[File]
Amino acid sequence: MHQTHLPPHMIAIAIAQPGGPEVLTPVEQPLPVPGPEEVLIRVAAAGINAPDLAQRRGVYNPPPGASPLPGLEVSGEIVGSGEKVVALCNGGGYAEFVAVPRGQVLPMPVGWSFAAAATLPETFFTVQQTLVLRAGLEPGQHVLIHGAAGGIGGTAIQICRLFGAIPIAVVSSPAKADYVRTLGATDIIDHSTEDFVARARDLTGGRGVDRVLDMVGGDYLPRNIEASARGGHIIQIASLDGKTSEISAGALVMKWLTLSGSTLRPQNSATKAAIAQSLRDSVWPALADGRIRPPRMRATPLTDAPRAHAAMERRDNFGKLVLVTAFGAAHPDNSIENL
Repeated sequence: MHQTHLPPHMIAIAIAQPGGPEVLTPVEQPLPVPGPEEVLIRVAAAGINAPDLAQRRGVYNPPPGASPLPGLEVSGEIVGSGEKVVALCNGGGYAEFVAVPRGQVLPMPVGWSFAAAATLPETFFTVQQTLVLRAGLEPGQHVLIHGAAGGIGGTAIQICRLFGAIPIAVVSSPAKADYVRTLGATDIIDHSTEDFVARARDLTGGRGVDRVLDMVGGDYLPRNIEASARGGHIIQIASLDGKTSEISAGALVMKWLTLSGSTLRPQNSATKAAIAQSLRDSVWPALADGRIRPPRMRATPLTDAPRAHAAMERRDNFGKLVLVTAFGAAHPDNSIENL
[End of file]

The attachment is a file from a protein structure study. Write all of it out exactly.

Amino acid sequence: MHQTHLPPHMIAIAIAQPGGPEVLTPVEQPLPVPGPEEVLIRVAAAGINAPDLAQRRGVYNPPPGASPLPGLEVSGEIVGSGEKVVALCNGGGYAEFVAVPRGQVLPMPVGWSFAAAATLPETFFTVQQTLVLRAGLEPGQHVLIHGAAGGIGGTAIQICRLFGAIPIAVVSSPAKADYVRTLGATDIIDHSTEDFVARARDLTGGRGVDRVLDMVGGDYLPRNIEASARGGHIIQIASLDGKTSEISAGALVMKWLTLSGSTLRPQNSATKAAIAQSLRDSVWPALADGRIRPPRMRATPLTDAPRAHAAMERRDNFGKLVLVTAFGAAHPDNSIENL
Repeated sequence: MHQTHLPPHMIAIAIAQPGGPEVLTPVEQPLPVPGPEEVLIRVAAAGINAPDLAQRRGVYNPPPGASPLPGLEVSGEIVGSGEKVVALCNGGGYAEFVAVPRGQVLPMPVGWSFAAAATLPETFFTVQQTLVLRAGLEPGQHVLIHGAAGGIGGTAIQICRLFGAIPIAVVSSPAKADYVRTLGATDIIDHSTEDFVARARDLTGGRGVDRVLDMVGGDYLPRNIEASARGGHIIQIASLDGKTSEISAGALVMKWLTLSGSTLRPQNSATKAAIAQSLRDSVWPALADGRIRPPRMRATPLTDAPRAHAAMERRDNFGKLVLVTAFGAAHPDNSIENL